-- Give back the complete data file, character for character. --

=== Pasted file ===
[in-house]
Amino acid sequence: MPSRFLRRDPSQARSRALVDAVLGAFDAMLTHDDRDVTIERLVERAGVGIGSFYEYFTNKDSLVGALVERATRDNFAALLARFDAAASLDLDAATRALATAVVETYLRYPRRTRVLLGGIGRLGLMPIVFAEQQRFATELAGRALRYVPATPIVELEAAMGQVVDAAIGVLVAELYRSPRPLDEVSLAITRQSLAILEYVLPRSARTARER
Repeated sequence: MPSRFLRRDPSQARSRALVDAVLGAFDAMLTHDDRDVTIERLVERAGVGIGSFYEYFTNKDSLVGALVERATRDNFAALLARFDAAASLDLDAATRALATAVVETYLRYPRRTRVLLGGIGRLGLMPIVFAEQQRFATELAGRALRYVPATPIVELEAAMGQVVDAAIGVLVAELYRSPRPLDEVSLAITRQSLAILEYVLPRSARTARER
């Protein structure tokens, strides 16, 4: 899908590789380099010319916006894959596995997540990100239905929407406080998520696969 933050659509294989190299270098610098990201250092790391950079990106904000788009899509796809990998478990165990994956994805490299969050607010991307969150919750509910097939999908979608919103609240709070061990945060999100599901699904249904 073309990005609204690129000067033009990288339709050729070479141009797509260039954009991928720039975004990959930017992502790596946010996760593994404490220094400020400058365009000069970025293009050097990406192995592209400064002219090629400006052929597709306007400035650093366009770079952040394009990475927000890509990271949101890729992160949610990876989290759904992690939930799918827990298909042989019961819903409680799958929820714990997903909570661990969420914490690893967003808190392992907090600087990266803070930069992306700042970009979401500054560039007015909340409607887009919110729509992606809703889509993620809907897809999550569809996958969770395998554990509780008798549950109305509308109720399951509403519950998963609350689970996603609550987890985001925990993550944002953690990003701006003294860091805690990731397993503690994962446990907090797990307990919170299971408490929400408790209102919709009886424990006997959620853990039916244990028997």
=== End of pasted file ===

[in-house]
Amino acid sequence: MPSRFLRRDPSQARSRALVDAVLGAFDAMLTHDDRDVTIERLVERAGVGIGSFYEYFTNKDSLVGALVERATRDNFAALLARFDAAASLDLDAATRALATAVVETYLRYPRRTRVLLGGIGRLGLMPIVFAEQQRFATELAGRALRYVPATPIVELEAAMGQVVDAAIGVLVAELYRSPRPLDEVSLAITRQSLAILEYVLPRSARTARER
Repeated sequence: MPSRFLRRDPSQARSRALVDAVLGAFDAMLTHDDRDVTIERLVERAGVGIGSFYEYFTNKDSLVGALVERATRDNFAALLARFDAAASLDLDAATRALATAVVETYLRYPRRTRVLLGGIGRLGLMPIVFAEQQRFATELAGRALRYVPATPIVELEAAMGQVVDAAIGVLVAELYRSPRPLDEVSLAITRQSLAILEYVLPRSARTARER
């Protein structure tokens, strides 16, 4: 899908590789380099010319916006894959596995997540990100239905929407406080998520696969 933050659509294989190299270098610098990201250092790391950079990106904000788009899509796809990998478990165990994956994805490299969050607010991307969150919750509910097939999908979608919103609240709070061990945060999100599901699904249904 073309990005609204690129000067033009990288339709050729070479141009797509260039954009991928720039975004990959930017992502790596946010996760593994404490220094400020400058365009000069970025293009050097990406192995592209400064002219090629400006052929597709306007400035650093366009770079952040394009990475927000890509990271949101890729992160949610990876989290759904992690939930799918827990298909042989019961819903409680799958929820714990997903909570661990969420914490690893967003808190392992907090600087990266803070930069992306700042970009979401500054560039007015909340409607887009919110729509992606809703889509993620809907897809999550569809996958969770395998554990509780008798549950109305509308109720399951509403519950998963609350689970996603609550987890985001925990993550944002953690990003701006003294860091805690990731397993503690994962446990907090797990307990919170299971408490929400408790209102919709009886424990006997959620853990039916244990028997």